Mold, a microscopic organism, is a type of fungus that grows and flourishes optimally in humid and damp moisture conditions on surfaces mainly organic in nature. Unfortunately, these surfaces include household areas like drywall, wood framing members, wallpaper, wall paints, carpet, and more.
Mold quickly spreads once it takes hold in any of these areas. In ideal conditions, mold releases spores (seeds) into the air to further its growth. This aspect is where the danger lies. These spores are known to cause many adverse health effects. Many times determining the source of mold is difficult. A primary indication of an interior mold problem is a musty smell in certain areas or throughout a building or home.
According to the EPA, we spend 90% of our time indoors.
The Insurance Information Institute says mold is one of the most costly environmental claims today facing property owners, builders, contractors, and construction material manufacturers.
A Mayo Clinic Study linked nearly all chronic sinus infections that trouble approximately 37 million Americans to mold. Recent studies have also linked mold to the tripling of the asthma rate over the past 20 years.
A Harvard University Study of 10,000 homes in the United States and Canada found over half of the houses had water damage and mold. The study associated the presence of mold with a substantially higher level of respiratory problems.
The American Lung Association and the US Consumer Products Safety Commission estimates a third or even half of all buildings in the US have mold-encouraging, damp conditions. The study goes on to say these conditions are indicative of a problem; mold doesn’t go away or become healthier over time.
The EPA lists all molds as allergens. The proteins within mold cells cause an immune-attack response in the human body. Mold is proven to cause symptoms such as eye irritation, nasal congestion, fatigue, skin rash, cough, headache, or difficulty breathing.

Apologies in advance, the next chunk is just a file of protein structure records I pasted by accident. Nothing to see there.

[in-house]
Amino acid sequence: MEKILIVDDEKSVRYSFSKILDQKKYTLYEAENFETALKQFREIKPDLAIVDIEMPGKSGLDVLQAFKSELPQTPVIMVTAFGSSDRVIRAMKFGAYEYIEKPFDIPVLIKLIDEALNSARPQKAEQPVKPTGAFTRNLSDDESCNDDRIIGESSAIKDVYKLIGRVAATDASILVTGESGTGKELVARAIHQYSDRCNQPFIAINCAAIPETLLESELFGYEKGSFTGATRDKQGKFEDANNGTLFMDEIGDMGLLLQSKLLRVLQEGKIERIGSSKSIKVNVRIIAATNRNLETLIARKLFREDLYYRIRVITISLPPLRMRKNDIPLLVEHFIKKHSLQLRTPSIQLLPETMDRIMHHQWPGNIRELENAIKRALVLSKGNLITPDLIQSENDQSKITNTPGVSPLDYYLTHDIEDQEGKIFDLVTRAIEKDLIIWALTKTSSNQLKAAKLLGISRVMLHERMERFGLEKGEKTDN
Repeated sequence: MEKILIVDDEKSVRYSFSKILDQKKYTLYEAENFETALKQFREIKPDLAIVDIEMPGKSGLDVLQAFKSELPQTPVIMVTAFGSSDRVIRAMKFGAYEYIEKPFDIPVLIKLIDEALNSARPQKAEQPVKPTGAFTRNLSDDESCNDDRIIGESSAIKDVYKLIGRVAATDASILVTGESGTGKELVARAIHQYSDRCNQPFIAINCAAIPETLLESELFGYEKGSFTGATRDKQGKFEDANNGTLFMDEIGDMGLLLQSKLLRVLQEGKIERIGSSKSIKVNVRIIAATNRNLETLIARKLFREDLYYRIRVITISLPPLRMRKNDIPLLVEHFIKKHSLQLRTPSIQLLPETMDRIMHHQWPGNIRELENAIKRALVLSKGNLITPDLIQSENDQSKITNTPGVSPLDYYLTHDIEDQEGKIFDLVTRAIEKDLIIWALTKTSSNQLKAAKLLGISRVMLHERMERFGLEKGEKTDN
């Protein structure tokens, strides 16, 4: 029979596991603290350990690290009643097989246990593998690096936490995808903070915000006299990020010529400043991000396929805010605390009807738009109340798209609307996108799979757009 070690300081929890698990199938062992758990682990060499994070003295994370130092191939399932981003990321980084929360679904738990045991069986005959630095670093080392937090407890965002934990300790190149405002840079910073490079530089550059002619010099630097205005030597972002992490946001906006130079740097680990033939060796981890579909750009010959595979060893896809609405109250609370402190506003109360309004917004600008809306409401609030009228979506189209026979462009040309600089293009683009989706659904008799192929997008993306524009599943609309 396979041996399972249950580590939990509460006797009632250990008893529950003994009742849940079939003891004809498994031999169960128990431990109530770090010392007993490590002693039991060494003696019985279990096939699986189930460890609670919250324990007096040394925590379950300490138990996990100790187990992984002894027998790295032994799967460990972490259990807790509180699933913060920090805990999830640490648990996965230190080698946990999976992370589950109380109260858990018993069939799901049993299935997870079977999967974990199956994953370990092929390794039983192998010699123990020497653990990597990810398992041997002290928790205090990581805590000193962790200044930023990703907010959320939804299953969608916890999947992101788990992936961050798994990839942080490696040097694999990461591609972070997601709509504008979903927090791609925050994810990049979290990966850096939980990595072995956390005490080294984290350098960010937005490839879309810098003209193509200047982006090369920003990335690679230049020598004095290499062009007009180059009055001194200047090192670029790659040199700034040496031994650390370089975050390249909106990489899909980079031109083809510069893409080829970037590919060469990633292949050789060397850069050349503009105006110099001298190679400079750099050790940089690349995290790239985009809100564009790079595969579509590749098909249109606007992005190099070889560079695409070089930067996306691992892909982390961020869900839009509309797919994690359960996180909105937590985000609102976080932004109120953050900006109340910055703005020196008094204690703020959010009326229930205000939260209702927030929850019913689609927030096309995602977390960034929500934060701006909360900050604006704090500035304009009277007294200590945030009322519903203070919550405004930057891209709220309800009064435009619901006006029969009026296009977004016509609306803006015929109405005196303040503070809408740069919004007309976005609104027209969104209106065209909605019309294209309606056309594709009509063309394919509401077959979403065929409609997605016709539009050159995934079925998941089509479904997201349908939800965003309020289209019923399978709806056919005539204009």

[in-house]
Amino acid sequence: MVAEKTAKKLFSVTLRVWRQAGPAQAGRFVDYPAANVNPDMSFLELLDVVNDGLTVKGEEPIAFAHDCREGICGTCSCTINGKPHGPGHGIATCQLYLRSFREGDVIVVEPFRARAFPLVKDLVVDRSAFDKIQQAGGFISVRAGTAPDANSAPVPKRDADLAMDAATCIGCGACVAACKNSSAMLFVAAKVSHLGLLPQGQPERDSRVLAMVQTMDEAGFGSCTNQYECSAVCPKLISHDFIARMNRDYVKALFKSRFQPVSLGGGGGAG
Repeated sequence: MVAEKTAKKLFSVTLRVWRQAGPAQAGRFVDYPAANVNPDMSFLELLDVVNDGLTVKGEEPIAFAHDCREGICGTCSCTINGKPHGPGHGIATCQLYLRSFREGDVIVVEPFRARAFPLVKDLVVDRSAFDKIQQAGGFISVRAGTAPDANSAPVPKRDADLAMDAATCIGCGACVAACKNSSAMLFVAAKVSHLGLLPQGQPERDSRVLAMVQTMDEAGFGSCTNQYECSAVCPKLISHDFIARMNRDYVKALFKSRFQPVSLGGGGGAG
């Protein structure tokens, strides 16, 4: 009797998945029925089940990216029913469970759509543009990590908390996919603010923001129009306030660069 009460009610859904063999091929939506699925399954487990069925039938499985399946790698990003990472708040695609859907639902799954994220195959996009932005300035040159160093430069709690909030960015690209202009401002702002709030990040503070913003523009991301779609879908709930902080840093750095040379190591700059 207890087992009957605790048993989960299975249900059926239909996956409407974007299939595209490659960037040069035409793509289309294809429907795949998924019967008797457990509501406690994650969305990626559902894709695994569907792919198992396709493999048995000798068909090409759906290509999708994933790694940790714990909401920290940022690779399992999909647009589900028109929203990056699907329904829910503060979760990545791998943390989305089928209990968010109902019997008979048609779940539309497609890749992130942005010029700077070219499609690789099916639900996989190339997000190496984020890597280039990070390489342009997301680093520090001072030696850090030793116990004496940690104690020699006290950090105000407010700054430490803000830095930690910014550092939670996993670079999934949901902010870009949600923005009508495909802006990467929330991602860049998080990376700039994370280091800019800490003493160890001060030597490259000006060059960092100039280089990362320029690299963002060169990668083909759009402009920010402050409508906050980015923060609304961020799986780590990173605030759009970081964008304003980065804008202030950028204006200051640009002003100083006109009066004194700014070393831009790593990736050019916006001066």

Additionally, some molds can release micro-toxins that can be carcinogenic and highly toxic. These micro-toxins have profound effects on a person’s well-being when breathed in or ingested regularly over a long period. Prolonged exposure to high amounts of mold spores and micro-toxins results in serious health risks like pulmonary bleeding, renal toxicity, pregnancy complications, neurotoxicity, hypersensitivity, and cancer.
Ignoring a mold problem while you occupy the building or home is one thing, but what happens when it comes time to sell? A real estate inspection will always target water damage and mold. Until you can prove you've had the damage professionally remediated, it's the primary factor to preventing the property from selling. Trying to fix the problem yourself at this point will not cut it. Mold affects your property value through either conceding the remediation costs from the sales price or through out-of-pocket expenses.
Water leaks such as leaky roofs and pipes are obvious sources of moisture. Bathrooms, kitchens, laundry rooms, attics, basements, and crawlspaces are prime mold growth locations, but mold may be in any area of your home or building. The bottom line is, a pipe or water heater tank leak may cause a significant amount of water damage when the water seeps into baseboards, walls, or under flooring. You can pretty much bet on a future mold growth problem.
These photos are pretty obvious examples of a neglected, constantly damp basement, a significant roof leak behind the walls, and a highly humid laundry room. Musty odors are a sign of mold contamination. Smelling and observing a significant mold infestation means you already have a severe mold issue that needs immediate attention.
There are many signs you can look for that can be indications of mold contamination. The smell test is key. Musty odors in certain areas of the house indicate something is going on behind the walls or under the floors.
Here are some other red flags you should be aware of:
If your roof is old or if you are aware of minor leaks, it would be in your best interest to thoroughly check your attic for mold.
At some point, water damage is inevitable with basements where you typically find water pipes, water heaters, and laundry areas. Especially in circumstances where a weather flooding event occurred, with basements being underground, rain may seep through cracks in the basement's concrete walls or floor.
Most of us are not inclined to crawl under our home or building regularly. Water pipes are typically running through crawlspaces and exposed to temperature fluctuations. Over time, they are prone to fail, leak, or rupture. In many cases, the crawlspace has ineffective moisture barrier protection, and heavy rain and flooding could cause occasional flooding or long-term puddling under the house. Your exposed wooden rafters and beams become ideal organic breeding grounds for mold, especially in older homes with untreated wood.
Property owners who are reasonably aware of the consequences of water damage are also mindful of when a particular property is at risk. Frequent inspections of the property's crawlspace would be warranted to mitigate an expensive problem before it gets out of control.